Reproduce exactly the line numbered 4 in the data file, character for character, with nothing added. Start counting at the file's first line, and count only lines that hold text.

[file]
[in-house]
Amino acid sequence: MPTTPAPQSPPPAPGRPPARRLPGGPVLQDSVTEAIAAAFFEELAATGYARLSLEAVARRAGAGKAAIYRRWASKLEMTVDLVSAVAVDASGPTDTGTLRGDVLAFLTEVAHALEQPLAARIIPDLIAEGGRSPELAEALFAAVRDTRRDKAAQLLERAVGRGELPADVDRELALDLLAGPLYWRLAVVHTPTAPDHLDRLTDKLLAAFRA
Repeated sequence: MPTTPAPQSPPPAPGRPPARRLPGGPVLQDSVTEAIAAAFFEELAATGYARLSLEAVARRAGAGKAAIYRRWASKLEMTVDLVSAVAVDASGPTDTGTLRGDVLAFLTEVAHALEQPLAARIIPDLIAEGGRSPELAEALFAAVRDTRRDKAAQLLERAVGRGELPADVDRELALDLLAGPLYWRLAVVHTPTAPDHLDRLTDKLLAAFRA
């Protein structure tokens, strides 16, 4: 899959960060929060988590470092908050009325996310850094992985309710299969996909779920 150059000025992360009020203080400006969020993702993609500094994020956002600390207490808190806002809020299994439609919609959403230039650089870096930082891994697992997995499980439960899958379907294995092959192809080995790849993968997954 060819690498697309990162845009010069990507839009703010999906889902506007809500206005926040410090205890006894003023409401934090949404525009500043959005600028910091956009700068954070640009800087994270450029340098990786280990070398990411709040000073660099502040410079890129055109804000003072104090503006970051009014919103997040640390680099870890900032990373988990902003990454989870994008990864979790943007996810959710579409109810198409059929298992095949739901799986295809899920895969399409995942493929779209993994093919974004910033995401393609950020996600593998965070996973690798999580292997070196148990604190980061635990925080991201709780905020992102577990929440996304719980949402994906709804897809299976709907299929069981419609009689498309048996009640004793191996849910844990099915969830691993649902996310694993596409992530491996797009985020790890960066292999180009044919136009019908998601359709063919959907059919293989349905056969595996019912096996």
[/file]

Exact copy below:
């Protein structure tokens, strides 16, 4: 899959960060929060988590470092908050009325996310850094992985309710299969996909779920 150059000025992360009020203080400006969020993702993609500094994020956002600390207490808190806002809020299994439609919609959403230039650089870096930082891994697992997995499980439960899958379907294995092959192809080995790849993968997954 060819690498697309990162845009010069990507839009703010999906889902506007809500206005926040410090205890006894003023409401934090949404525009500043959005600028910091956009700068954070640009800087994270450029340098990786280990070398990411709040000073660099502040410079890129055109804000003072104090503006970051009014919103997040640390680099870890900032990373988990902003990454989870994008990864979790943007996810959710579409109810198409059929298992095949739901799986295809899920895969399409995942493929779209993994093919974004910033995401393609950020996600593998965070996973690798999580292997070196148990604190980061635990925080991201709780905020992102577990929440996304719980949402994906709804897809299976709907299929069981419609009689498309048996009640004793191996849910844990099915969830691993649902996310694993596409992530491996797009985020790890960066292999180009044919136009019908998601359709063919959907059919293989349905056969595996019912096996």